Black Hills Pioneer (Spearfish, S.D.)
October 28, 2005


By Donna Smith

DEADWOOD -- They already know the soil and the water are contaminated
and some cleanup has already been done, but now the Environmental
Protection Agency begins the process of assessing the risks to human
health posed by the arsenic, lead, mercury and other heavy metal
contaminants left behind at the Gilt Edge Mine site near Lead.

On Wednesday evening, more than 20 citizens gathered in the Galena
Room of the Hampton Inn in Deadwood to hear EPA toxicologist Susan
Griffin explain the human health risk assessment the EPA will complete
at the Gilt Edge site, which is about five miles east of Lead.
Griffin began her informal presentation by providing some background
information on the mine. She said the mine operated from 1876 to 1998.
More than 120 years of mining left scars on the land and contamination
in the water and soil. When it was clear that the owners of the
property were not going to clean up the site, the government stepped

In February 2000, then South Dakota Governor Bill Janklow requested
that EPA Region 8 propose the site for the Superfund National
Priorities List (NPL) and provide emergency response, as well as long-
term remedial cleanup at Gilt Edge. The site was proposed for the
Superfund NPL in May 2000, and final placement of the site on the NPL
was announced in the Federal Register in December 2000.

In the months and years since that designation was announced, the EPA
has held a number of public information meetings to outline the
process the EPA follows when cleaning up a site like Gilt Edge.
Gilt Edge is located at the headwaters of cold-water fisheries and
municipal water supplies of the northern Black Hills. It was a 258-
acre open pit, cyanide heap-leach gold mine, developed in highly
sulfidic ore bodies. The operator (Brohm Mining Company of Canada)
became insolvent, leaving 150 million gallons of acidic, heavy-metal-
laden water in three open pits, as well as millions of cubic yards of
acid-generating waste rock that need cleanup and long-term treatment.

The EPA has already done a significant amount of work at the Gilt Edge
site. "The 70-acre Ruby Gulch Waste Rock Repository is 95 percent
completed. A new water treatment plant has been built (lime/high-
density-sludge process) to more cost-effectively treat the ongoing
acid-rock drainage (ARD) that will result from rainfall and snow until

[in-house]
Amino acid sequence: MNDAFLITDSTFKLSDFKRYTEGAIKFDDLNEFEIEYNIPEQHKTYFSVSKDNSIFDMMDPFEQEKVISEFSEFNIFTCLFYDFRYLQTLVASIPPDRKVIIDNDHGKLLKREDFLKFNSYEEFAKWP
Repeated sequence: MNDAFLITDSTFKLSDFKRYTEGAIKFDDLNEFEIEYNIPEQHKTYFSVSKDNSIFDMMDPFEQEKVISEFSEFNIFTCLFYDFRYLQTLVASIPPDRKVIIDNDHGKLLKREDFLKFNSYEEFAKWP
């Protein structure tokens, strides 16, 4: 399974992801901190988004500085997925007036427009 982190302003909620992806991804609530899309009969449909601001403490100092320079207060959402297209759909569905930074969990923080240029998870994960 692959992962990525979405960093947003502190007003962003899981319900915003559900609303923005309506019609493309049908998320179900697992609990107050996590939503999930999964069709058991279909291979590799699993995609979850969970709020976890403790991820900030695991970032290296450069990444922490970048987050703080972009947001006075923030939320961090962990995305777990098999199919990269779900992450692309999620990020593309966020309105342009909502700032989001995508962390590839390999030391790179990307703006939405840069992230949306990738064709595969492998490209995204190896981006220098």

remaining portions of the site are remediated, further reducing ARD
treatment requirements," according to EPA records.

As the EPA continues its work, the agency also assesses possible
future uses for the site and any potential health risks posed for
future visitors, recreational guests or residents.
Citizen Dan Leikvold, who is also superintendent of the Lead-Deadwood
Schools, asked Griffin on Wednesday what sort of timeline the EPA has
for completing the human health risk assessment. Griffin responded
that in four-to-six months the EPA will have a baseline risk

The EPA tests contamination levels in surface water and soil at Gilt
Edge. Then the agency's toxicologists develop a "site conceptual
model" or graphic illustration of where the contamination originates,
how it moves through the environment and how humans come into contact
with the contaminants, Griffin said. Human exposure can occur through
the air by inhalation of the dust, by ingestion of soil, sediment,
surface water, groundwater, fish and produce, or through dermal or
skin exposure to contaminants.

Testing by either direct (blood and urine) sampling or indirect means
(using equations to estimate site-specific exposure) then helps the
EPA compare the likely levels of contaminants exposure at Gilt Edge to
known medical benchmarks for toxic levels of the various contaminants.
Griffin used the known adverse health effects of arsenic as an
example. Arsenic is a human carcinogen, meaning overexposure to the
toxic chemical is associated with increased incidents of lung, skin,
liver and bladder cancer. Other non-cancerous effects are also listed.
Because the scientists know at what concentrations the adverse effects
of arsenic occur, they can then compare those known levels to the
exposure levels calculated at the Gilt Edge Mine site to estimate the

Testing for the arsenic levels can be expensive, and Griffin said the
human testing is up to the county or state health officials. The
county and state can get financial support for such testing, and that
is an area the EPA can help explore for the Gilt Edge project.
Citizens also raised questions about the possibility that contaminated
water could leak far beyond EPA sample testing sites. Griffin said
that the agency welcomes ideas from citizens about the right places
and ways to test for contamination.

The EPA might also consider formation of a group to meet regularly to
discuss issues at the Gilt Edge site. Griffin said the agency values
public input on the process, and she asked if those present would have
any interest in such a group.

EPA representatives may return to the Northern Hills one more time
before the end of the year, but that will be announced in plenty of
time to allow more public input, Griffin said.

Exploration of potential future uses for the cleaned up land
continues, and citizen input is welcome throughout the process.

Copyright The Black Hills Pioneer 2005